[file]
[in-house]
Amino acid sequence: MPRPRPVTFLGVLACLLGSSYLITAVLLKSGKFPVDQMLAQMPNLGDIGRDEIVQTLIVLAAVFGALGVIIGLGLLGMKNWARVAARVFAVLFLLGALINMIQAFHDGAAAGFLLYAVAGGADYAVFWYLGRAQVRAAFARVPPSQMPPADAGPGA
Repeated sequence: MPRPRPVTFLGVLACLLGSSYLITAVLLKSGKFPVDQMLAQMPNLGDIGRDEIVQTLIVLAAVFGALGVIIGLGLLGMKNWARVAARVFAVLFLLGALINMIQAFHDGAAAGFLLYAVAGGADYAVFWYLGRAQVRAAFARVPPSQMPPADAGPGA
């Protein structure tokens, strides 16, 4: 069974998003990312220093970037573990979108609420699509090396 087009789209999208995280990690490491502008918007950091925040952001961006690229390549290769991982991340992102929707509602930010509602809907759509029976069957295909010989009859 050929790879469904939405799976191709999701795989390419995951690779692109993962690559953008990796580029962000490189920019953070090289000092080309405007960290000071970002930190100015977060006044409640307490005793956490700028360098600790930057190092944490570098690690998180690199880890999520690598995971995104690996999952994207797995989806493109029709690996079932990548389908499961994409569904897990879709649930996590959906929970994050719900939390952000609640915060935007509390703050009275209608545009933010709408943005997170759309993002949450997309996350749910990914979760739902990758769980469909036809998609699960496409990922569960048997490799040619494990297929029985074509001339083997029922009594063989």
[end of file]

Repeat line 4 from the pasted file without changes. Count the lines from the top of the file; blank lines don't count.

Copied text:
């Protein structure tokens, strides 16, 4: 069974998003990312220093970037573990979108609420699509090396 087009789209999208995280990690490491502008918007950091925040952001961006690229390549290769991982991340992102929707509602930010509602809907759509029976069957295909010989009859 050929790879469904939405799976191709999701795989390419995951690779692109993962690559953008990796580029962000490189920019953070090289000092080309405007960290000071970002930190100015977060006044409640307490005793956490700028360098600790930057190092944490570098690690998180690199880890999520690598995971995104690996999952994207797995989806493109029709690996079932990548389908499961994409569904897990879709649930996590959906929970994050719900939390952000609640915060935007509390703050009275209608545009933010709408943005997170759309993002949450997309996350749910990914979760739902990758769980469909036809998609699960496409990922569960048997490799040619494990297929029985074509001339083997029922009594063989």